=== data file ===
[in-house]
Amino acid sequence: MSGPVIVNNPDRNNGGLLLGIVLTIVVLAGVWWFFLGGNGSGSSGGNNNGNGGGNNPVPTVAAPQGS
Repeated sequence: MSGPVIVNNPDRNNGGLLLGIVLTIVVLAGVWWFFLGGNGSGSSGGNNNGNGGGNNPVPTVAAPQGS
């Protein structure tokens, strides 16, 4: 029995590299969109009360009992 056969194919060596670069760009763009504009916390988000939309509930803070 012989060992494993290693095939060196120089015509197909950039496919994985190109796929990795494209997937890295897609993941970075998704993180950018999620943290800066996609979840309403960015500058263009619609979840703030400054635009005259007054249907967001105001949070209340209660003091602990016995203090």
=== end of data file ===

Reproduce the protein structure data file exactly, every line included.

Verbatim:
[in-house]
Amino acid sequence: MSGPVIVNNPDRNNGGLLLGIVLTIVVLAGVWWFFLGGNGSGSSGGNNNGNGGGNNPVPTVAAPQGS
Repeated sequence: MSGPVIVNNPDRNNGGLLLGIVLTIVVLAGVWWFFLGGNGSGSSGGNNNGNGGGNNPVPTVAAPQGS
């Protein structure tokens, strides 16, 4: 029995590299969109009360009992 056969194919060596670069760009763009504009916390988000939309509930803070 012989060992494993290693095939060196120089015509197909950039496919994985190109796929990795494209997937890295897609993941970075998704993180950018999620943290800066996609979840309403960015500058263009619609979840703030400054635009005259007054249907967001105001949070209340209660003091602990016995203090």